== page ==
Pin 14 of the converter 242 is connected via resistors 274 and 276 to the 5 volt reference developed by pin 6 of the reference 20. The junction of the resistors 274 and 276 is grounded through a capacitor 278. Pin 15 of the converter 242 is coupled to the wiper arm of a rheostat 280 coupled between ground and the 5 volt reference. The wiper arm of the rheostat 280 is adjusted so that voltage across the resistor 244 is equal to approximately minus 510 millivolts when the digital input to pins 5-12 of the converter 242 is zero.
The output at pin 4 of the converter 242 appears across another rheostat 282, the wiper arm of which is coupled through a resistor 284 to the negative input terminal of an amplifier 286. The output of the amplifier 286 is coupled to the base of a transistor 288 which is interconnected, as shown, with another transistor 290. The emitter of the transistor 290 is coupled to one end of the coil 172 whose other end is grounded. At the junction between the emitter of transistor 290 and the coil 172, a lead 292 connects to a time constant circuit comprising a resistor 294 and a capacitor 296. The opposite end of the time constant circuit is coupled via a lead 298 to the negative input of amplifier 286.
In response to a signal at pin 4 of the converter 242, the amplifier 286 turns on the transistors 288 and 290 which function to supply current to the coil 172, the power for which is supplied by a power supply 300 coupled between ground and the collector terminal of the transistors 288 and 290. The level of current which flows through the coil 172 is, therefore, dependent on the amplitude of the signal developed at pin 4 of the converter 242, which is in turn dependent on the value of the signal it receives at its pins 5-12 from the microprocessor. Varying the current to the coil 172 then varies the rate of gas flow from the auxiliary valve as described above with reference to FIGS. 2 and 4.
The function of the time constant network comprising the capacitor 296 and the resistor 294 is to hold the value of the current through the coil 172 at a steady value during the interval when the converter 242 is developing its output at pin 2 for interrogating the comparators 236-240. The rheostat 282 is adjusted so that when the voltage at pin 4 of the converter 242 is zero, full gas flow from the auxiliary valve is obtained, and so that when the converter 242 receives at pins 5-12 a signal representative of half gas flow, the coil 172 receives a current for establishing half of maximum gas flow from the auxiliary valve.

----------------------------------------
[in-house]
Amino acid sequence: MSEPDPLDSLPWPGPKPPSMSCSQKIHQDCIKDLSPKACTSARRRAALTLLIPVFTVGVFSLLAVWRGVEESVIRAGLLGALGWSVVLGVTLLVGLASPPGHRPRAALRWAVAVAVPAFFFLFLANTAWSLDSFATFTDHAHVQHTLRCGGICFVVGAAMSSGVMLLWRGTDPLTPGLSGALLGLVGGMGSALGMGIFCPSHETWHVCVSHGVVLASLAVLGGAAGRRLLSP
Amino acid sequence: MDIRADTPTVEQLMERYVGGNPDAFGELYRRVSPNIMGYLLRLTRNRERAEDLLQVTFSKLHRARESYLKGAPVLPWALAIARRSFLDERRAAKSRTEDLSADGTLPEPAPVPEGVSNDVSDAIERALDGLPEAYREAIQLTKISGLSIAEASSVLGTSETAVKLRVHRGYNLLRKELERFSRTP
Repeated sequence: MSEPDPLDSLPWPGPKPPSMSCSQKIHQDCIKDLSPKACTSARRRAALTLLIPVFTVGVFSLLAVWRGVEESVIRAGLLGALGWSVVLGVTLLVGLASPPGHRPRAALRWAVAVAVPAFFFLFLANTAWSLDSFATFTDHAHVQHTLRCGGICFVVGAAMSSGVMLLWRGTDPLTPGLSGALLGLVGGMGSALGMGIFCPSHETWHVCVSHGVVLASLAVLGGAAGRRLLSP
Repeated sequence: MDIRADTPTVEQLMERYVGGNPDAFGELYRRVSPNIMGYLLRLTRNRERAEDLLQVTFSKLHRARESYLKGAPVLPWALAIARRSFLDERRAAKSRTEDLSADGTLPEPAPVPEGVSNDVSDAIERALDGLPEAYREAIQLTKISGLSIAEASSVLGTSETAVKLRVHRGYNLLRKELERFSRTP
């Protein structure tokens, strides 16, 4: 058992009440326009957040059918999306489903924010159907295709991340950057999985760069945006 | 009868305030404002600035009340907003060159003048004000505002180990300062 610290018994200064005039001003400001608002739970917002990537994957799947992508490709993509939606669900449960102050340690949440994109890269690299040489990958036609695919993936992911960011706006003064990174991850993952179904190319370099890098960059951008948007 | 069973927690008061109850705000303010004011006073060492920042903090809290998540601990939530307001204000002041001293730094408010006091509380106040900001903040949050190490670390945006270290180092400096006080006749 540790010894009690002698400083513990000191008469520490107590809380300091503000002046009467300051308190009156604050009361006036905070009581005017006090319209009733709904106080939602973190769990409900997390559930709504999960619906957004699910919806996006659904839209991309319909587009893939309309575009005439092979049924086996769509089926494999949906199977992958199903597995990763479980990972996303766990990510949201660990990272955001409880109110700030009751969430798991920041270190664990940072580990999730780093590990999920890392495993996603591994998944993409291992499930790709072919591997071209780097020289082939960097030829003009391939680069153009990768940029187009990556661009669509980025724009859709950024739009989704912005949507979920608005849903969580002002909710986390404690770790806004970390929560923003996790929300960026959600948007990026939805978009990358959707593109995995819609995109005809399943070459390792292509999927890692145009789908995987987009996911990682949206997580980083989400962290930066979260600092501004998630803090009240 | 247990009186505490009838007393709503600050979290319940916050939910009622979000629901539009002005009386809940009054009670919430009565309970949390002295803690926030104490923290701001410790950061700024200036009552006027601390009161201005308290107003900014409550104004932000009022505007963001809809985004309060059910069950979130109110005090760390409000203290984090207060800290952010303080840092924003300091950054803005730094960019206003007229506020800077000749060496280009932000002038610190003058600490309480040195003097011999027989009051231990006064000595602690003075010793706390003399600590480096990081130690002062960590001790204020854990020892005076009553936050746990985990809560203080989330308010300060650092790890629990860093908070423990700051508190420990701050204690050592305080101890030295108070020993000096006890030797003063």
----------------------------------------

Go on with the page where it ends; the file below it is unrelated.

Referring now to the switch 254, that switch is preferably a so-called dual in-line or "DIP" switch having manually operable sub-switches 1-8 thereon. The purpose of the switch 254 is to input to the microprocessor desired values for the time of day, the setback start time, the setback duration, the setback temperature, and the desired room temperature, and a "heat blast" signal. In the illustrated embodiment, each of the sub-switches 1-8 has a given binary weight. For example, sub-switch 1 is associated with a binary weight of 1, sub-switch 2 is associated with a binary weight of 2, sub-switch 3 is associated with a binary weight of 4, etc. Closure of a predetermined combination of the sub-switches 1-8 inputs to the microprocessor the appropriate information.
To input the setback temperature (the number of degrees lower than the normally desired room temperature), the operator closes switch 5 and then employs sub-switches 14 to decrement the 68° nominal setback temperature. To input the desired room temperature, the operator closes switch 4 and then employs sub-switches 1, 2 and 3 to indicate to the microprocessor the degrees above 65° F. desired for room temperature.
In the preferred embodiment, the microprocessor is also capable of effecting a "heat blast" function wherein it increases the furnace's fire size by 20% over normal for a given duration. Such a heat blast might be called for by the operator when, for example, someone in the structure is preparing to bathe. To effect the heat blast function, an operator closes sub-switch 1, in response to which the microprocessor increases the fire size by 20% for a predetermined programmed interval, such as for one hour.
An exemplary flow chart for programming the microprocessor to adjust the rate of fuel to the plenum according to the invention is shown in FIGS. 7-9. Referring to FIG. 7, after a start instruction 302, the program includes instructions 304-322 for initializing the logic of the microprocessor. Specifically, instruction 304 initializes the desired room temperature equal to 68°, instruction 206 sets time-of-day equal to zero, and instruction 308 sets a variable SXO equal to 84°. The factor SXO is the temperature at which the furnace's fan or blower will turn off when the furnace is cooling down.
At instruction 310, the microprocessor sets another factor FSUD equal to 12 seconds, where FSUD stands for fire start up delay. By this instruction, the furnace will be set full on for 12 seconds to insure that the fire is lit.